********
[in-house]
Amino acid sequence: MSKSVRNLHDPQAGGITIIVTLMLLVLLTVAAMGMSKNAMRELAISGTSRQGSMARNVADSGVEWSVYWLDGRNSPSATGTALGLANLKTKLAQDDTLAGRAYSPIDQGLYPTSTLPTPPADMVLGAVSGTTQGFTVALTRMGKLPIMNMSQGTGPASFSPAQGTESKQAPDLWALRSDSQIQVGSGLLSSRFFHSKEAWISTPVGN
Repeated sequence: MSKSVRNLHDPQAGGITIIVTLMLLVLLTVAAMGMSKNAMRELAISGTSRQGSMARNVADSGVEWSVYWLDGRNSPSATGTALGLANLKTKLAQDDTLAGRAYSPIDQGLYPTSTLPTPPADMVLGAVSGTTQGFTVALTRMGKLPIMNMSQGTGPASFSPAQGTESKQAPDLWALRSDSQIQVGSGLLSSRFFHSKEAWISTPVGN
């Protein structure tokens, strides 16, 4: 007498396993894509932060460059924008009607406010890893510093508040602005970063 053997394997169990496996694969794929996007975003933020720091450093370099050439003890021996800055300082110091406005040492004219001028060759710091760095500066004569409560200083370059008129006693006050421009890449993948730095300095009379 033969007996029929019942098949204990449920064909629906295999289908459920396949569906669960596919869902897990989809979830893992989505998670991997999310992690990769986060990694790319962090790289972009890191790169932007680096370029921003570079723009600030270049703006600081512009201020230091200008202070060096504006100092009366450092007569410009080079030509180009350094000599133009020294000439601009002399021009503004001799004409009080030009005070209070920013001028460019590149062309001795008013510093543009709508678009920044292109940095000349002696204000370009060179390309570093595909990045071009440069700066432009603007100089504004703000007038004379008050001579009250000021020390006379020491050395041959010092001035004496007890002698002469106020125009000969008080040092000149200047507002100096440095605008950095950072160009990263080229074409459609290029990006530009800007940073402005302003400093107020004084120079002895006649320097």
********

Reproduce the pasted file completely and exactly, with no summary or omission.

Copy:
[in-house]
Amino acid sequence: MSKSVRNLHDPQAGGITIIVTLMLLVLLTVAAMGMSKNAMRELAISGTSRQGSMARNVADSGVEWSVYWLDGRNSPSATGTALGLANLKTKLAQDDTLAGRAYSPIDQGLYPTSTLPTPPADMVLGAVSGTTQGFTVALTRMGKLPIMNMSQGTGPASFSPAQGTESKQAPDLWALRSDSQIQVGSGLLSSRFFHSKEAWISTPVGN
Repeated sequence: MSKSVRNLHDPQAGGITIIVTLMLLVLLTVAAMGMSKNAMRELAISGTSRQGSMARNVADSGVEWSVYWLDGRNSPSATGTALGLANLKTKLAQDDTLAGRAYSPIDQGLYPTSTLPTPPADMVLGAVSGTTQGFTVALTRMGKLPIMNMSQGTGPASFSPAQGTESKQAPDLWALRSDSQIQVGSGLLSSRFFHSKEAWISTPVGN
């Protein structure tokens, strides 16, 4: 007498396993894509932060460059924008009607406010890893510093508040602005970063 053997394997169990496996694969794929996007975003933020720091450093370099050439003890021996800055300082110091406005040492004219001028060759710091760095500066004569409560200083370059008129006693006050421009890449993948730095300095009379 033969007996029929019942098949204990449920064909629906295999289908459920396949569906669960596919869902897990989809979830893992989505998670991997999310992690990769986060990694790319962090790289972009890191790169932007680096370029921003570079723009600030270049703006600081512009201020230091200008202070060096504006100092009366450092007569410009080079030509180009350094000599133009020294000439601009002399021009503004001799004409009080030009005070209070920013001028460019590149062309001795008013510093543009709508678009920044292109940095000349002696204000370009060179390309570093595909990045071009440069700066432009603007100089504004703000007038004379008050001579009250000021020390006379020491050395041959010092001035004496007890002698002469106020125009000969008080040092000149200047507002100096440095605008950095950072160009990263080229074409459609290029990006530009800007940073402005302003400093107020004084120079002895006649320097």